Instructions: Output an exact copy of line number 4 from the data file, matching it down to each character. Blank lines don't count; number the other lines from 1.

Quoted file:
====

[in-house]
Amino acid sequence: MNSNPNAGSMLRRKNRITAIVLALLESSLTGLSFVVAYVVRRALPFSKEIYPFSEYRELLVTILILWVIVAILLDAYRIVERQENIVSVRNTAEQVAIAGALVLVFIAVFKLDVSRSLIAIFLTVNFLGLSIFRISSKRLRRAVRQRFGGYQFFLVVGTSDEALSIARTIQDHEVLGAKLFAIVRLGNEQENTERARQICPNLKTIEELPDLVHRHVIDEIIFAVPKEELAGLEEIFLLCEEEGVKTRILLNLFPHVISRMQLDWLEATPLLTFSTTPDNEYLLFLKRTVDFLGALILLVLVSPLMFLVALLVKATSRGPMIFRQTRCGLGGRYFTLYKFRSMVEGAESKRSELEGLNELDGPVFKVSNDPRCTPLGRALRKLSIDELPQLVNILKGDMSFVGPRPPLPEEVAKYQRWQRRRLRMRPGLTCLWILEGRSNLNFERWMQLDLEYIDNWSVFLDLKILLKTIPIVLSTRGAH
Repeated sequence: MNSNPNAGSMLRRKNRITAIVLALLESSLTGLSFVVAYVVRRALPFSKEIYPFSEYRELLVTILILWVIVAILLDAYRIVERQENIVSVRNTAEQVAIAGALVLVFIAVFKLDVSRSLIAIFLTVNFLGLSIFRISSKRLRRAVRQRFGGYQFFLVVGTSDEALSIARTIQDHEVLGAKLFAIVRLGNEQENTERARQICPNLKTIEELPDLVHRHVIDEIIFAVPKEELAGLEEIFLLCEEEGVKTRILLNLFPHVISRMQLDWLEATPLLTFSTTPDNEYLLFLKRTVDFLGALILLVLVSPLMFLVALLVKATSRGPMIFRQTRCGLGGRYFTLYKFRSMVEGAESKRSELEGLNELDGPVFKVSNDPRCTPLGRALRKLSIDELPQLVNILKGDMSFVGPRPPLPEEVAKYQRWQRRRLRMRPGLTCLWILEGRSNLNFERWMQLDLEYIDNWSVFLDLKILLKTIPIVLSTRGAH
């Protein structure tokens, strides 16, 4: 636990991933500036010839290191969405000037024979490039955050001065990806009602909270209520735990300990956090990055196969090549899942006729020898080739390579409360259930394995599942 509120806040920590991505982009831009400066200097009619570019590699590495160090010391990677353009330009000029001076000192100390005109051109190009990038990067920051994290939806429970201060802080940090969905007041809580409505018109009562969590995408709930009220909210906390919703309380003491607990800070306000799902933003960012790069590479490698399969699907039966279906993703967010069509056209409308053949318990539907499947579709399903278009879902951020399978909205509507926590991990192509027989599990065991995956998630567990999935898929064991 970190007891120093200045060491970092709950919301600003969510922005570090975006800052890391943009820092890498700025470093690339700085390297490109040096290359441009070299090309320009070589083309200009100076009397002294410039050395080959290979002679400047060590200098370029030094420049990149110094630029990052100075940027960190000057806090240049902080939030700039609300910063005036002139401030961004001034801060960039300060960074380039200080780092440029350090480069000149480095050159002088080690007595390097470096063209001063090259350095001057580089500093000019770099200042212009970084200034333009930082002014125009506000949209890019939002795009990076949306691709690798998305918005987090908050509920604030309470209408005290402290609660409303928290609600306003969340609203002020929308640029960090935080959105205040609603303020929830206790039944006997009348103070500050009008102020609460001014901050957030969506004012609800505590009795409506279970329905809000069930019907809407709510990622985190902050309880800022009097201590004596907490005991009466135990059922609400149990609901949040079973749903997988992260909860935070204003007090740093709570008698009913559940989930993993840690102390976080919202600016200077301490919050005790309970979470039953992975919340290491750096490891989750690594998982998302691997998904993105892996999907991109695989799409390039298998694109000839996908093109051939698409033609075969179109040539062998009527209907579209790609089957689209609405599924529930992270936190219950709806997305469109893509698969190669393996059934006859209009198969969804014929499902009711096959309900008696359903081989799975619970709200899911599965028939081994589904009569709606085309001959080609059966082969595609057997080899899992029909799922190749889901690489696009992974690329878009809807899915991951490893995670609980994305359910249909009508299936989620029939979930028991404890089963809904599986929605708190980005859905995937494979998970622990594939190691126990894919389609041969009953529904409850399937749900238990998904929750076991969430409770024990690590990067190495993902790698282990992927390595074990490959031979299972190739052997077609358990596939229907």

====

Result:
């Protein structure tokens, strides 16, 4: 636990991933500036010839290191969405000037024979490039955050001065990806009602909270209520735990300990956090990055196969090549899942006729020898080739390579409360259930394995599942 509120806040920590991505982009831009400066200097009619570019590699590495160090010391990677353009330009000029001076000192100390005109051109190009990038990067920051994290939806429970201060802080940090969905007041809580409505018109009562969590995408709930009220909210906390919703309380003491607990800070306000799902933003960012790069590479490698399969699907039966279906993703967010069509056209409308053949318990539907499947579709399903278009879902951020399978909205509507926590991990192509027989599990065991995956998630567990999935898929064991 970190007891120093200045060491970092709950919301600003969510922005570090975006800052890391943009820092890498700025470093690339700085390297490109040096290359441009070299090309320009070589083309200009100076009397002294410039050395080959290979002679400047060590200098370029030094420049990149110094630029990052100075940027960190000057806090240049902080939030700039609300910063005036002139401030961004001034801060960039300060960074380039200080780092440029350090480069000149480095050159002088080690007595390097470096063209001063090259350095001057580089500093000019770099200042212009970084200034333009930082002014125009506000949209890019939002795009990076949306691709690798998305918005987090908050509920604030309470209408005290402290609660409303928290609600306003969340609203002020929308640029960090935080959105205040609603303020929830206790039944006997009348103070500050009008102020609460001014901050957030969506004012609800505590009795409506279970329905809000069930019907809407709510990622985190902050309880800022009097201590004596907490005991009466135990059922609400149990609901949040079973749903997988992260909860935070204003007090740093709570008698009913559940989930993993840690102390976080919202600016200077301490919050005790309970979470039953992975919340290491750096490891989750690594998982998302691997998904993105892996999907991109695989799409390039298998694109000839996908093109051939698409033609075969179109040539062998009527209907579209790609089957689209609405599924529930992270936190219950709806997305469109893509698969190669393996059934006859209009198969969804014929499902009711096959309900008696359903081989799975619970709200899911599965028939081994589904009569709606085309001959080609059966082969595609057997080899899992029909799922190749889901690489696009992974690329878009809807899915991951490893995670609980994305359910249909009508299936989620029939979930028991404890089963809904599986929605708190980005859905995937494979998970622990594939190691126990894919389609041969009953529904409850399937749900238990998904929750076991969430409770024990690590990067190495993902790698282990992927390595074990490959031979299972190739052997077609358990596939229907």